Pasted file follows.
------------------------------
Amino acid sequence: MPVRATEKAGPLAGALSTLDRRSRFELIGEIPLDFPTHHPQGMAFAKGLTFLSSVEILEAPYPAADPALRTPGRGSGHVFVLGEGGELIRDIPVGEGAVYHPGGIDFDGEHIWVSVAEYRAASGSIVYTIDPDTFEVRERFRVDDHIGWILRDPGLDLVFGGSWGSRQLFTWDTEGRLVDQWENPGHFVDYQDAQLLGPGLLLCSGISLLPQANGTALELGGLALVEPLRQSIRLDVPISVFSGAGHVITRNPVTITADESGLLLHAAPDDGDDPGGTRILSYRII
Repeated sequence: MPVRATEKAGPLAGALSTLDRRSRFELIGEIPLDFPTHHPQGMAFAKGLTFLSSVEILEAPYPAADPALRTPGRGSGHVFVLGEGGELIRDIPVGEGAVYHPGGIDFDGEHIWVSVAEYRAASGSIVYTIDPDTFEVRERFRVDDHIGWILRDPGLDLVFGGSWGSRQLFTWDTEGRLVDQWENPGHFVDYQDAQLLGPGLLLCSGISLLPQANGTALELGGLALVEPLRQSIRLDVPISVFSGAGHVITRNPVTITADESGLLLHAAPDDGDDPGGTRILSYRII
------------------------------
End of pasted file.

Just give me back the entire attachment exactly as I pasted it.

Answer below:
Amino acid sequence: MPVRATEKAGPLAGALSTLDRRSRFELIGEIPLDFPTHHPQGMAFAKGLTFLSSVEILEAPYPAADPALRTPGRGSGHVFVLGEGGELIRDIPVGEGAVYHPGGIDFDGEHIWVSVAEYRAASGSIVYTIDPDTFEVRERFRVDDHIGWILRDPGLDLVFGGSWGSRQLFTWDTEGRLVDQWENPGHFVDYQDAQLLGPGLLLCSGISLLPQANGTALELGGLALVEPLRQSIRLDVPISVFSGAGHVITRNPVTITADESGLLLHAAPDDGDDPGGTRILSYRII
Repeated sequence: MPVRATEKAGPLAGALSTLDRRSRFELIGEIPLDFPTHHPQGMAFAKGLTFLSSVEILEAPYPAADPALRTPGRGSGHVFVLGEGGELIRDIPVGEGAVYHPGGIDFDGEHIWVSVAEYRAASGSIVYTIDPDTFEVRERFRVDDHIGWILRDPGLDLVFGGSWGSRQLFTWDTEGRLVDQWENPGHFVDYQDAQLLGPGLLLCSGISLLPQANGTALELGGLALVEPLRQSIRLDVPISVFSGAGHVITRNPVTITADESGLLLHAAPDDGDDPGGTRILSYRII